Evidence ID


Saint Name

Julian, martyr in Cilicia, ob. c. 303-311 : S00305

Saint Name in Source


Type of Evidence

Literary - Hagiographical - Accounts of martyrdom


  • Greek

Evidence not before


Evidence not after


Activity not before


Activity not after


Place of Evidence - Region

Asia Minor Constantinople and region Egypt and Cyrenaica

Place of evidence - City name in other Language(s)

Nicomedia Νικομήδεια Nikomēdeia Izmit Πραίνετος Prainetos Nicomedia Constantinople Κωνσταντινούπολις Konstantinoupolis Constantinopolis Constantinople Istanbul Hermopolis ϣⲙⲟⲩⲛ Ashmunein Hermopolis

Cult activities - Liturgical Activity

  • Service for the Saint

Cult activities - Festivals

  • Saint’s feast

Cult activities - Places

Cult building - unspecified

Cult activities - Non Liturgical Practices and Customs

Saint as patron - of a community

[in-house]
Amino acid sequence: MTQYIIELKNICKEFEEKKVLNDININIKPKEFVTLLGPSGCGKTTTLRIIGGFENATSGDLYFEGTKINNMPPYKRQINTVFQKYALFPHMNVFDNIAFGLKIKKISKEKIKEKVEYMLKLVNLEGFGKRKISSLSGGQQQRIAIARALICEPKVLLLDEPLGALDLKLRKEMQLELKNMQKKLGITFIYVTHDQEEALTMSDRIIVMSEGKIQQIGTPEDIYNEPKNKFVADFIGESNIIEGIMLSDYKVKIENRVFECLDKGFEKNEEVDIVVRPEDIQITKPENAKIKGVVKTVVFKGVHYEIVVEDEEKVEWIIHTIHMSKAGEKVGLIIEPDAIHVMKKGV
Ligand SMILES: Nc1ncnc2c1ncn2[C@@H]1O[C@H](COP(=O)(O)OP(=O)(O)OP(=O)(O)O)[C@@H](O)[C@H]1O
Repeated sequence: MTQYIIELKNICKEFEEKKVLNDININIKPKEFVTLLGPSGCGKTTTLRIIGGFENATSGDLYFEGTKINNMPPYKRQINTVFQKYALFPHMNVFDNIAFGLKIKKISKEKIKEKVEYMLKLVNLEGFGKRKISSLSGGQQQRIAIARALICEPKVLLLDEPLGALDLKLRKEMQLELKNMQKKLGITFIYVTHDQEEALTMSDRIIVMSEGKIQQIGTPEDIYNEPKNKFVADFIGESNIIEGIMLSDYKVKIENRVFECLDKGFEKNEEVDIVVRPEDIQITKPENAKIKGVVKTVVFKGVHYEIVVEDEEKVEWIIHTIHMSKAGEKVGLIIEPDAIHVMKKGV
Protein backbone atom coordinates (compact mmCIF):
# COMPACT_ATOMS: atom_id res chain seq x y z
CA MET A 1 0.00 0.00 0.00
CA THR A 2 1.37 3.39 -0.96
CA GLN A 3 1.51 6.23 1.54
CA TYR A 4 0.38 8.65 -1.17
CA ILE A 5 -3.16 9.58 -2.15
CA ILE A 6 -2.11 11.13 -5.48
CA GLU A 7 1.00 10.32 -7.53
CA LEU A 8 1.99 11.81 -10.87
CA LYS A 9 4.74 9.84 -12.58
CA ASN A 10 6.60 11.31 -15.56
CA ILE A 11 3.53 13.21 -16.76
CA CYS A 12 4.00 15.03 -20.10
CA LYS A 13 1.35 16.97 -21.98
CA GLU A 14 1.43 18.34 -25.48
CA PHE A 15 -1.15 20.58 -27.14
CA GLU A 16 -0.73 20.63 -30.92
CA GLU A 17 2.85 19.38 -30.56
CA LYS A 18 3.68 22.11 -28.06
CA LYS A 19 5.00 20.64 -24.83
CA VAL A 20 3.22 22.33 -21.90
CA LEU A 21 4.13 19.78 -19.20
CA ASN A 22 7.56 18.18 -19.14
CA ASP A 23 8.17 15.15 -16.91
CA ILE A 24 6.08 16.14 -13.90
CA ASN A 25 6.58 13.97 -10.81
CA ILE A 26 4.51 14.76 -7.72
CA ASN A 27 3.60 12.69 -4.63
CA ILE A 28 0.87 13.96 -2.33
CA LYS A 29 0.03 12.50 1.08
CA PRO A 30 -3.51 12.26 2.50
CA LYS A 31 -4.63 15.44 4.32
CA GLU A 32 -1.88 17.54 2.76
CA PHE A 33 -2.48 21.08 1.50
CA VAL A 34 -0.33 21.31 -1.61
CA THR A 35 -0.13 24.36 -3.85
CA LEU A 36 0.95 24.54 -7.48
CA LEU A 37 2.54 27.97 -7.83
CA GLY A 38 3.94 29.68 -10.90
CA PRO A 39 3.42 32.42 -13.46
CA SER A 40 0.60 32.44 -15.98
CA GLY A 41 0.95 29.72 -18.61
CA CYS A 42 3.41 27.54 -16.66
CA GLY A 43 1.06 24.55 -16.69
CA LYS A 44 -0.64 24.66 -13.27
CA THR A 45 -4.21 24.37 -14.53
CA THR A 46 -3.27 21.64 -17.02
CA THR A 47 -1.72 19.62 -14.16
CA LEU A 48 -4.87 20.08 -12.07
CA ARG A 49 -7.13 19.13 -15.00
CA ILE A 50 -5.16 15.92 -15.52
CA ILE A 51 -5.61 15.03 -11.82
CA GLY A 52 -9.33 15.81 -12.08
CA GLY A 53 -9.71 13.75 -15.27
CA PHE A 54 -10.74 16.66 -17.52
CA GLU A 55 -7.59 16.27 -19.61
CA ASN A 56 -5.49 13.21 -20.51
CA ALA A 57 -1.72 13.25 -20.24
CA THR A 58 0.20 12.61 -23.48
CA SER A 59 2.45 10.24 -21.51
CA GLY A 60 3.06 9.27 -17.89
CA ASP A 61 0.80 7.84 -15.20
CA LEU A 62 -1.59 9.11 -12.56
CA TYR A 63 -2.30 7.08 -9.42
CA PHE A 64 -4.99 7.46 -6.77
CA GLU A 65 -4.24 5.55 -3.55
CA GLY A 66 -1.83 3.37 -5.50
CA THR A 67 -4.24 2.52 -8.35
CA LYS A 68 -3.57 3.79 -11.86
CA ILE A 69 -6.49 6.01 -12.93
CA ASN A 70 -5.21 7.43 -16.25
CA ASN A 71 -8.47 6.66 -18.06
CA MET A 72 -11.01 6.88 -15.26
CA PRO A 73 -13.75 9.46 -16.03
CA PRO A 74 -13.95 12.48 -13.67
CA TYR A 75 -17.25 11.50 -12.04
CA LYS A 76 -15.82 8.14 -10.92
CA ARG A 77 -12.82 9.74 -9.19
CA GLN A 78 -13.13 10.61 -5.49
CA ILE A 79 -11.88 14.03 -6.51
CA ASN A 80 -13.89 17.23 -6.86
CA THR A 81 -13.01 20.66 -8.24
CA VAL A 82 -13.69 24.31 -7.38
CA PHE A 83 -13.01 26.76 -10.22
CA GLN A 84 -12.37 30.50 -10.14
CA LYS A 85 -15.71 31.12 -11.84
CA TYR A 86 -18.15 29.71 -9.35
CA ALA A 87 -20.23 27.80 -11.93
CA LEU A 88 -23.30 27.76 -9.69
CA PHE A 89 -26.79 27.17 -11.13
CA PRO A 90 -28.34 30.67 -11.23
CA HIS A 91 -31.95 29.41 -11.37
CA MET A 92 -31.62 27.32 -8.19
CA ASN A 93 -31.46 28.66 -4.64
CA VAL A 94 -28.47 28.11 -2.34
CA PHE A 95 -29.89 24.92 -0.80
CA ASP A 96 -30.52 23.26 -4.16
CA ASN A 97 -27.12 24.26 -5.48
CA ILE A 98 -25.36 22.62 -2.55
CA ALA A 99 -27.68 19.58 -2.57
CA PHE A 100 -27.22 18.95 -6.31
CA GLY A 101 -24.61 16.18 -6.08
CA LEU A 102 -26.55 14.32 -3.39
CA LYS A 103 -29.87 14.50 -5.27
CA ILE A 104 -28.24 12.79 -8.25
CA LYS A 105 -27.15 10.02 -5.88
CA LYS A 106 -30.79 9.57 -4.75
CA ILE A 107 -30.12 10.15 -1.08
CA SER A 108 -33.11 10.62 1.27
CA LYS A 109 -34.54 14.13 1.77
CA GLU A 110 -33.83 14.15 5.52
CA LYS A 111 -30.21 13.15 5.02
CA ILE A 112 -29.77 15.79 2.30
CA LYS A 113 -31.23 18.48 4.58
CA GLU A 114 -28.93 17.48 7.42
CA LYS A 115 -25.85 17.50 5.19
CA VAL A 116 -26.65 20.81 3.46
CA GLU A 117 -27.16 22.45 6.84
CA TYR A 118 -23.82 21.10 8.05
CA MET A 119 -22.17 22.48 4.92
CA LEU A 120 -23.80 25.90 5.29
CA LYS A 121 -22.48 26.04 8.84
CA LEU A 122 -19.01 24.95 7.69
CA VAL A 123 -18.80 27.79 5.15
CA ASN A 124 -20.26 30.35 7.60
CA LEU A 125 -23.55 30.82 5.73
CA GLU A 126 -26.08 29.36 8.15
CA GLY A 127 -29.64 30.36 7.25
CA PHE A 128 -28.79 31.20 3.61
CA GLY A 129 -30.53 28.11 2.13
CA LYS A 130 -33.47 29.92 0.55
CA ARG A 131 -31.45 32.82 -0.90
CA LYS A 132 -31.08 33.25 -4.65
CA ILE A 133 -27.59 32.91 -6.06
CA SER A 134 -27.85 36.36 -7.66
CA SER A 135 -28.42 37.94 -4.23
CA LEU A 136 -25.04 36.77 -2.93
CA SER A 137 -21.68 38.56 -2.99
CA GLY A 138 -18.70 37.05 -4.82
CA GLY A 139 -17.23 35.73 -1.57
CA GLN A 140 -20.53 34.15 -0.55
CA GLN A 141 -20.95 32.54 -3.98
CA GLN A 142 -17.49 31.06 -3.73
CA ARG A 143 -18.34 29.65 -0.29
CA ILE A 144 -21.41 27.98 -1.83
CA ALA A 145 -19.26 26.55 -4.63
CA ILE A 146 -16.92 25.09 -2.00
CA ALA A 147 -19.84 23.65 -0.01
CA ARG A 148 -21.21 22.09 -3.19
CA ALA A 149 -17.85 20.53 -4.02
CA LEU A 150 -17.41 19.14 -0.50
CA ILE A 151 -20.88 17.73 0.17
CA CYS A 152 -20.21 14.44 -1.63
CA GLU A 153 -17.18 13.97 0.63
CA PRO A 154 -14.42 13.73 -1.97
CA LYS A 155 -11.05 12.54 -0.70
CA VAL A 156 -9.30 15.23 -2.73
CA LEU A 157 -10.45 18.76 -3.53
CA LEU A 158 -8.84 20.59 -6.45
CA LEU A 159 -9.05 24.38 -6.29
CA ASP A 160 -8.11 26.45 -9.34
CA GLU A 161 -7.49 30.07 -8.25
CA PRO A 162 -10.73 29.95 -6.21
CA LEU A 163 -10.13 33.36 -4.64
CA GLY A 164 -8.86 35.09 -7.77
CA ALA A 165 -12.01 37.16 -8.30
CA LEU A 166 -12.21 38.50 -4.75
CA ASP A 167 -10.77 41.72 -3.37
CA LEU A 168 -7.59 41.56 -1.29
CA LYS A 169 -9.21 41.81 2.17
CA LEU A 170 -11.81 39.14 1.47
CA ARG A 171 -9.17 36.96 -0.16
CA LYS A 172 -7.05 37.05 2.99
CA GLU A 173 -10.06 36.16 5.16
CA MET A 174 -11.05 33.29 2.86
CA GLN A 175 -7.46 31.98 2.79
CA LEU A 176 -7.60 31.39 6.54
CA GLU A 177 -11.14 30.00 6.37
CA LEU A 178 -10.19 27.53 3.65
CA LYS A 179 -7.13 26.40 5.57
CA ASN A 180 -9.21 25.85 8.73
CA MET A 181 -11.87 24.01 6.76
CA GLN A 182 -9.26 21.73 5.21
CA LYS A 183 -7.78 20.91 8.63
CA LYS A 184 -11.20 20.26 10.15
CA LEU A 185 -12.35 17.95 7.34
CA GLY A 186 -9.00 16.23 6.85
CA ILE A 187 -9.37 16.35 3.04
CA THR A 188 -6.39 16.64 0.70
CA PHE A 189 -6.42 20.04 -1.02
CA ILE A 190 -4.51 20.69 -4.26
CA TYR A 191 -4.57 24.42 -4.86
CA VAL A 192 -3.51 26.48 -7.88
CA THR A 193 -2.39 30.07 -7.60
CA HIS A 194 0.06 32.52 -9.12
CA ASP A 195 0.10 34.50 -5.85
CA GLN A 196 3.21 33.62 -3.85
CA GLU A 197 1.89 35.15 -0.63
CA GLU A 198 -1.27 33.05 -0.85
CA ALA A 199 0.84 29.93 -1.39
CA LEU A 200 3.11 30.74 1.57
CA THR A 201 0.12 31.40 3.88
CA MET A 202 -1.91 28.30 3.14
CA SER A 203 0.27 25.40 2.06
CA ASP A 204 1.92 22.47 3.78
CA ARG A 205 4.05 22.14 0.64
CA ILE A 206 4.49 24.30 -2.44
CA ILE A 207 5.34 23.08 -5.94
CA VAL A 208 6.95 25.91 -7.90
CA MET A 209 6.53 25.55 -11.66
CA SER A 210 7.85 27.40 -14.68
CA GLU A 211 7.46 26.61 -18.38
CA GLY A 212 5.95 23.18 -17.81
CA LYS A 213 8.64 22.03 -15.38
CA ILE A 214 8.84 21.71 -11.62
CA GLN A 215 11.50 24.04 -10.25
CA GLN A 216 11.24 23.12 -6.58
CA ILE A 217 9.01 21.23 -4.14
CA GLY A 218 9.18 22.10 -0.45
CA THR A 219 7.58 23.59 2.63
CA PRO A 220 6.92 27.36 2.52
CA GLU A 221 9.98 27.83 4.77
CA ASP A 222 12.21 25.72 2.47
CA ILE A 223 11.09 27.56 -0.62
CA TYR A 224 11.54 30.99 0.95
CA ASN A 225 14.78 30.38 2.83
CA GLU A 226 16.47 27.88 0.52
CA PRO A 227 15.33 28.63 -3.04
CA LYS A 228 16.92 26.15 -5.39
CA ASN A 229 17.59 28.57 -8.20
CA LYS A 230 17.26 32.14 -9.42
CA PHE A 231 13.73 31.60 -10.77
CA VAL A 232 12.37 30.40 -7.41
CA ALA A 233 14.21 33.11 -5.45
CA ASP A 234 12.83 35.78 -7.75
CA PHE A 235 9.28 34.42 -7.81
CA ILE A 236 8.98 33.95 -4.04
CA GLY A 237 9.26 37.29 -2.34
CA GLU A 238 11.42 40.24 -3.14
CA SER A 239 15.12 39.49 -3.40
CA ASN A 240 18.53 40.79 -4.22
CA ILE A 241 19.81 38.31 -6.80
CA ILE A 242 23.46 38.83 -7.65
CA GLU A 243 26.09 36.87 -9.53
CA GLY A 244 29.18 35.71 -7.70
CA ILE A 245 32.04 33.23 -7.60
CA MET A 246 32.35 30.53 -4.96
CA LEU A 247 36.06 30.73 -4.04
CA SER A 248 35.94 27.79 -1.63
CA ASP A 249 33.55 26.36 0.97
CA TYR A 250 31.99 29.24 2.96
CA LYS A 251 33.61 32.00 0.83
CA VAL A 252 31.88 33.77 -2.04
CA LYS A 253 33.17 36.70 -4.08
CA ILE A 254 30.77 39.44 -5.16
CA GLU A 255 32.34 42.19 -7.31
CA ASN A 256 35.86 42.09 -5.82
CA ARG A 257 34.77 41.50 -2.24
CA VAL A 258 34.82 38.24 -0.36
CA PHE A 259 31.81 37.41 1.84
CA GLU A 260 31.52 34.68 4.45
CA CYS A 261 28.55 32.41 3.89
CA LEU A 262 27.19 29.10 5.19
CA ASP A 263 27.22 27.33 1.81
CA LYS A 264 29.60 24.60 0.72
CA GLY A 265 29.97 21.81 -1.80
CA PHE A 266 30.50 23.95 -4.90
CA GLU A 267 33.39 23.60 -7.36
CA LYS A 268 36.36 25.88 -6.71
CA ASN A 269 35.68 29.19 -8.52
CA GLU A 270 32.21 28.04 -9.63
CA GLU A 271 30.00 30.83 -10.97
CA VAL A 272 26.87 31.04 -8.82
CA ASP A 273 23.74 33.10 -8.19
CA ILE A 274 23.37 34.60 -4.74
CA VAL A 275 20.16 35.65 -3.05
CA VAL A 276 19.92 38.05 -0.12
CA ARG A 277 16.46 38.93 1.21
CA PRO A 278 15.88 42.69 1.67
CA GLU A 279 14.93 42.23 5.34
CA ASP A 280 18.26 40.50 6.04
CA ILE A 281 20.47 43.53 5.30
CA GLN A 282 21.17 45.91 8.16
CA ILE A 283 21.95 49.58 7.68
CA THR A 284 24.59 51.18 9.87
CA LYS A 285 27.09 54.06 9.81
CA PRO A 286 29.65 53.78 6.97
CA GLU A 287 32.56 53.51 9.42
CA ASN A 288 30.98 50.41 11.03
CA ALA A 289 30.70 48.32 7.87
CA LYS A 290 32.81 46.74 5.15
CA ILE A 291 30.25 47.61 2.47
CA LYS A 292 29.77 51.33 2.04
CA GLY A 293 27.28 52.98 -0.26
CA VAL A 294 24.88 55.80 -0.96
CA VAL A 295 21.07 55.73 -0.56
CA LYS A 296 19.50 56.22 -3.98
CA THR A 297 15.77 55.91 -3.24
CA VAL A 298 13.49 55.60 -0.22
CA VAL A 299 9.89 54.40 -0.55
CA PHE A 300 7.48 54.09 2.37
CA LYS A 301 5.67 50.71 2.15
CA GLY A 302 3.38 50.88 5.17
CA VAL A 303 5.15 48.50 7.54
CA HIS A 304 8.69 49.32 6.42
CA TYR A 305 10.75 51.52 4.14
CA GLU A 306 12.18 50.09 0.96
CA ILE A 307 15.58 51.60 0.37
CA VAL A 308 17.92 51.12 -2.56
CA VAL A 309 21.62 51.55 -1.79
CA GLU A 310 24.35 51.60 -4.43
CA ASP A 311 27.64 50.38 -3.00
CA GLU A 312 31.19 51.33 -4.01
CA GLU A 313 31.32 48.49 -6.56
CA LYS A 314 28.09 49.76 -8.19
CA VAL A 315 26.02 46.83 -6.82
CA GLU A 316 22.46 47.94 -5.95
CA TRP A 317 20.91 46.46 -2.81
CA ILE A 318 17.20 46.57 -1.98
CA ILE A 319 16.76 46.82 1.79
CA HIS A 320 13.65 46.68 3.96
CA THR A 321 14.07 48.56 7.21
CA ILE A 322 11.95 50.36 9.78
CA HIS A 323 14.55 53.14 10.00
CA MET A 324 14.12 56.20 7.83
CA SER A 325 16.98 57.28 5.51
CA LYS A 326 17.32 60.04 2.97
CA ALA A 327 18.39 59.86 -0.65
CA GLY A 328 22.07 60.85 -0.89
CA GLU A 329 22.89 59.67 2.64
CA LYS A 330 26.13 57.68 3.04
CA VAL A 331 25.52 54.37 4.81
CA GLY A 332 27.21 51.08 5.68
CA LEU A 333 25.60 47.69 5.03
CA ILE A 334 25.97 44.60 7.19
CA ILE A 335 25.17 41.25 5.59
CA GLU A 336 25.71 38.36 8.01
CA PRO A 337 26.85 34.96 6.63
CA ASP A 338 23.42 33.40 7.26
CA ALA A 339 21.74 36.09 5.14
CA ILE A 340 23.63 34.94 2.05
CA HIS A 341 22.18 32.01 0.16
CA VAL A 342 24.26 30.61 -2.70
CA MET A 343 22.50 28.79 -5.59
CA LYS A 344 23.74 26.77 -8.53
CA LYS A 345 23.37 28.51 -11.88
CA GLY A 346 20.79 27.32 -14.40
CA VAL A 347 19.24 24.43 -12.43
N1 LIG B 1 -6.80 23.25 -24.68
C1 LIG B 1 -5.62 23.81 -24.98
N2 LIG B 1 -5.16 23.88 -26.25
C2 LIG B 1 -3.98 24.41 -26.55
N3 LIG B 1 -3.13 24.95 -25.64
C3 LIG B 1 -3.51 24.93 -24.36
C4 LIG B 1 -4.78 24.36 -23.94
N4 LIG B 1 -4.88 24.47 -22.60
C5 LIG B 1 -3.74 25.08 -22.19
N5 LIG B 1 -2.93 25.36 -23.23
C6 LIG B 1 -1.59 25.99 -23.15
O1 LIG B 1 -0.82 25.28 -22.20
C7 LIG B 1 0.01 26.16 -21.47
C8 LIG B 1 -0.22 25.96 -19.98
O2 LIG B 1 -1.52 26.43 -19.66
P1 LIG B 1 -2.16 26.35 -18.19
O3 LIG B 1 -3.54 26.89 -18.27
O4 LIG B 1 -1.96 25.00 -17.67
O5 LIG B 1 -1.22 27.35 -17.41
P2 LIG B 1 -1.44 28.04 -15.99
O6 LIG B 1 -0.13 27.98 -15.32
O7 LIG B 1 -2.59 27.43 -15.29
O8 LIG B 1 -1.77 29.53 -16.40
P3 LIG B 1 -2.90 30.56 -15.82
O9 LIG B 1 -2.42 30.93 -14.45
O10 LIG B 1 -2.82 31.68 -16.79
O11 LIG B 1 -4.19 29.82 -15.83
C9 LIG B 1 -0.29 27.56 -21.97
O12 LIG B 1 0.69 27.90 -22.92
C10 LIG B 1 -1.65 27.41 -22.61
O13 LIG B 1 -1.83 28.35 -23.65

Cult Activities - Miracles

Miracle after death Exorcism Bodily incorruptibility Saint aiding or preventing the translation of relics

Cult Activities - Protagonists in Cult and Narratives

Women Ecclesiastics - monks/nuns/hermits Pagans Officials Relatives of the saint

Cult Activities - Relics

Bodily relic - bones and teeth Bodily relic - entire body Construction of cult building to contain relics Transfer/presence of relics from distant countries Privately owned relics Transfer, translation and deposition of relics


The text of BHG 966 is unedited and unpublished. It is preserved in two 11th-century manuscripts, on which see: (accessed on 20/03/2017) Our summary is based on one of the two manuscripts, codex Par. Graec. 1488, p. 160-174, which is now available online: 1488.zoom (accessed on 20/03/2017)